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The US war against ISIS couldn’t be going much worse. ISIS continues to gain in Iraq, despite soaring US ground deployments into the nation, and the Syria air war has backfired so bad its wiped out most of the US allies, and brought al-Qaeda, once an ISIS rival, into a partnership with them.

The administration has tried alliances, they’ve tried escalations, they’re tried everything. Now, they’ve fallen back to name-calling, with Joint Chiefs of Staff Chairman Gen. Martin Dempsey mocking ISIS as a “bunch of midgets.”

Dempsey claimed the war was starting to turn in America’s favor, despite all indications to the contrary, though he conceded that the war is still going to take “several years.”

Secretary of State John Kerry was also eager to give the appearance of confidence, however unwarranted, in his own comments, insisting he is “not intimidated” by ISIS and that the US will continue to fight them irrespective of the execution of American hostages.

The desperation to portray ISIS as an unworthy opponent is palpable, and makes some sense in that it would keep people from watching the day-to-day operations of the war too closely. It also gives future officials the opportunity to argue for escalation on the grounds that they “underestimated” the ISIS threat, a card President Obama has already played in his own escalations. Either way, the feigned confidence is bizarre with the war going so badly on so many fronts.

How the U.S. Department of Justice Makes Murder Respectable, Kills the Innocent and Jails their Defenders

Political language can be used, George Orwell said in 1946, “to make lies sound truthful and murder respectable, and to give an appearance of solidity to pure wind.” In order to justify its global assassination program, the Obama administration has had to stretch words beyond their natural breaking points. For instance, any male 14 years or older found dead in a drone strike zone is a “combatant” unless there is explicit intelligence posthumously proving him innocent. We are also informed that the constitutional guarantee of “due process” does not imply that the government must precede an execution with a trial. I think the one word most degraded and twisted these days, to the goriest ends, is the word “imminent.”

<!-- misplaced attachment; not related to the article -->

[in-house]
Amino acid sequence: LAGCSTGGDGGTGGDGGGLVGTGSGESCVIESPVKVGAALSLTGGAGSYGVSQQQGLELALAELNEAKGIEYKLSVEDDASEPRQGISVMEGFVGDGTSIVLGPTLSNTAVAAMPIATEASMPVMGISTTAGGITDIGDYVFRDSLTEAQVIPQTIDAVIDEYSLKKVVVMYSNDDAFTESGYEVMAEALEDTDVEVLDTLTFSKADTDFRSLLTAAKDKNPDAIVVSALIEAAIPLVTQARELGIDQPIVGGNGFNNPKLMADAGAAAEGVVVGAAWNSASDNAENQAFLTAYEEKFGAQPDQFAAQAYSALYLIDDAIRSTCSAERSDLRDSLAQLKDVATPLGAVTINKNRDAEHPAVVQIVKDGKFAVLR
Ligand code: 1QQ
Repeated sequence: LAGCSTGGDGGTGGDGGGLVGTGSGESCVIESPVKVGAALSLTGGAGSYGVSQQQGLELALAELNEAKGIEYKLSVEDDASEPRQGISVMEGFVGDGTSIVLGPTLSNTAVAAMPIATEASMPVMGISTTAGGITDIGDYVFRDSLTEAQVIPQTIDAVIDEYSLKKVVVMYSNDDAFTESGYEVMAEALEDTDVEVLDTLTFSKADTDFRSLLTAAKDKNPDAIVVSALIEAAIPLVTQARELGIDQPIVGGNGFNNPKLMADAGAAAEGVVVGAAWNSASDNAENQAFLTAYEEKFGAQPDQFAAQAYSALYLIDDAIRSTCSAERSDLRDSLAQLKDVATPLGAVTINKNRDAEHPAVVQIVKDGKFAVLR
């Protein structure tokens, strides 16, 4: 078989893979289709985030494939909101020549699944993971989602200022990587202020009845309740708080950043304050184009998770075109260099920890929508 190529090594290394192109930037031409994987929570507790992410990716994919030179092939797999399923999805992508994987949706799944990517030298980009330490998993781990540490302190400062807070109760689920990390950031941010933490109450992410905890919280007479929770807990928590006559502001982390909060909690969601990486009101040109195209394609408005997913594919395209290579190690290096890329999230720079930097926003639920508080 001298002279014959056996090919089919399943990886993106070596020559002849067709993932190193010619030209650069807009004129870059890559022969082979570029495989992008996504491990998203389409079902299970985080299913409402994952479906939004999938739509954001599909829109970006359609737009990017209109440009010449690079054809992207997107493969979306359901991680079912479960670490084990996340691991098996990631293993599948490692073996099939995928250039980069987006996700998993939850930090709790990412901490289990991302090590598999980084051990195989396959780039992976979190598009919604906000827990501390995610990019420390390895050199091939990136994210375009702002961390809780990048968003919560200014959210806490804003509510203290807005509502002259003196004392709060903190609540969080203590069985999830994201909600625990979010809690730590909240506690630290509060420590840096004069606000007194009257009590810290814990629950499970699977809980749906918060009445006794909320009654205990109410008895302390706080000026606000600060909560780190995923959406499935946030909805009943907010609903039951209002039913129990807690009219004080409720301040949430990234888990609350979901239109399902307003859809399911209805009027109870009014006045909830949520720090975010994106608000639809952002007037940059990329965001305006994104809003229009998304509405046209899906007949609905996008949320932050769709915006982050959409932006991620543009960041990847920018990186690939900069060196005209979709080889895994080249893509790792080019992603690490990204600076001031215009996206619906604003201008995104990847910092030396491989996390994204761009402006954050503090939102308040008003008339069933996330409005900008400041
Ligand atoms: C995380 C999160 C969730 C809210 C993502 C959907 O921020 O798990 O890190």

Just what constitutes an “imminent” threat? Our government has long taken bold advantage of the American public’s willingness to support lavish spending on armaments and to accept civilian casualties in military adventures abroad and depletion of domestic programs at home, when told these are necessary responses to deflect precisely such threats. The government has vastly expanded the meaning of the word “imminent.” This new definition is crucial to the US drone program, designed for projecting lethal force throughout the world. It provides a legal and moral pretext for the annihilation of people far away who pose no real threat to us at all.

The use of armed remotely controlled drones as the United States’ favored weapon in its “war on terror” is increasing exponentially in recent years, raising many disturbing questions. Wielding 500 pound bombs and Hellfire missiles, Predator and Reaper drones are not the precise and surgical instruments of war so effusively praised by President Obama for “narrowly targeting our action against those who want to kill us and not the people they hide among.” It is widely acknowledged that the majority of those killed in drone attacks are unintended, collateral victims. The deaths of the drones’ intended targets and how they are chosen should be no less troubling.

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President Obama has ordered 1500 more troops to Iraq, doubling down on the U.S. presence already there. And while the question of the constitutionality of this move in the absence of a war declaration is an important one, Ron Paul reminds us that the question of the morality of the war should be confronted even before that.

This week on the Podcast Ron Paul and Charles Goyette question whether the American people would support endless wars of empire if they had any idea just how far reaching the U.S. global military presence is or if they understood the confusion and contradictions implicit in U.S. foreign policy.

Listen HERE.

Subscribe to The Ron Paul and Charles Goyette Weekly Podcast on iTunes

Charles Goyette is New York Times Bestselling Author of The Dollar Meltdown and Red and Blue and Broke All Over: Restoring America’s Free Economy. Goyette also edits The Freedom and Prosperity Letter.